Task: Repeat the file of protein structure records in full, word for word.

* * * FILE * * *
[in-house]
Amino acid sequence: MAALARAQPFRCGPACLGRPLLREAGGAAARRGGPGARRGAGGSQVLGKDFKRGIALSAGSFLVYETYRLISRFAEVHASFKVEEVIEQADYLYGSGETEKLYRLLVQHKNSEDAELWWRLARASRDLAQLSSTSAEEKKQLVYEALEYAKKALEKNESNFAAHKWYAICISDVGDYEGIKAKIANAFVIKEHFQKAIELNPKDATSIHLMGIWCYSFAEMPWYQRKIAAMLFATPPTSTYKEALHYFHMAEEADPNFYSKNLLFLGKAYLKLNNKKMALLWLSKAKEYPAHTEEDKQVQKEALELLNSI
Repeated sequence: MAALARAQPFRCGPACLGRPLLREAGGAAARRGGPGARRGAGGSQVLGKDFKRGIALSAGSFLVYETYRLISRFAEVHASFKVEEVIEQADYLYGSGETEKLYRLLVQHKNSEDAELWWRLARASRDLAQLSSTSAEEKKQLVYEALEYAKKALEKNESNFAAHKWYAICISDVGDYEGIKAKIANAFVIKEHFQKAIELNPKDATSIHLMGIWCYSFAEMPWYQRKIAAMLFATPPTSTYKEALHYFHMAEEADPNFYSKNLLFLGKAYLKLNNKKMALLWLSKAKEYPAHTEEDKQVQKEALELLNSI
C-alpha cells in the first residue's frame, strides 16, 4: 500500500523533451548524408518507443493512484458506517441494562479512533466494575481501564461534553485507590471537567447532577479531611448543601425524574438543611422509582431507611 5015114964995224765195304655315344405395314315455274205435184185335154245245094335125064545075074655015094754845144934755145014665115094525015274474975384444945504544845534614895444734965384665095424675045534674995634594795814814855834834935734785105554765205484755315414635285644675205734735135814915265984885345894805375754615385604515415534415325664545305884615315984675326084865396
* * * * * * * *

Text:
[in-house]
Amino acid sequence: MAALARAQPFRCGPACLGRPLLREAGGAAARRGGPGARRGAGGSQVLGKDFKRGIALSAGSFLVYETYRLISRFAEVHASFKVEEVIEQADYLYGSGETEKLYRLLVQHKNSEDAELWWRLARASRDLAQLSSTSAEEKKQLVYEALEYAKKALEKNESNFAAHKWYAICISDVGDYEGIKAKIANAFVIKEHFQKAIELNPKDATSIHLMGIWCYSFAEMPWYQRKIAAMLFATPPTSTYKEALHYFHMAEEADPNFYSKNLLFLGKAYLKLNNKKMALLWLSKAKEYPAHTEEDKQVQKEALELLNSI
Repeated sequence: MAALARAQPFRCGPACLGRPLLREAGGAAARRGGPGARRGAGGSQVLGKDFKRGIALSAGSFLVYETYRLISRFAEVHASFKVEEVIEQADYLYGSGETEKLYRLLVQHKNSEDAELWWRLARASRDLAQLSSTSAEEKKQLVYEALEYAKKALEKNESNFAAHKWYAICISDVGDYEGIKAKIANAFVIKEHFQKAIELNPKDATSIHLMGIWCYSFAEMPWYQRKIAAMLFATPPTSTYKEALHYFHMAEEADPNFYSKNLLFLGKAYLKLNNKKMALLWLSKAKEYPAHTEEDKQVQKEALELLNSI
C-alpha cells in the first residue's frame, strides 16, 4: 500500500523533451548524408518507443493512484458506517441494562479512533466494575481501564461534553485507590471537567447532577479531611448543601425524574438543611422509582431507611 5015114964995224765195304655315344405395314315455274205435184185335154245245094335125064545075074655015094754845144934755145014665115094525015274474975384444945504544845534614895444734965384665095424675045534674995634594795814814855834834935734785105554765205484755315414635285644675205734735135814915265984885345894805375754615385604515415534415325664545305884615315984675326084865396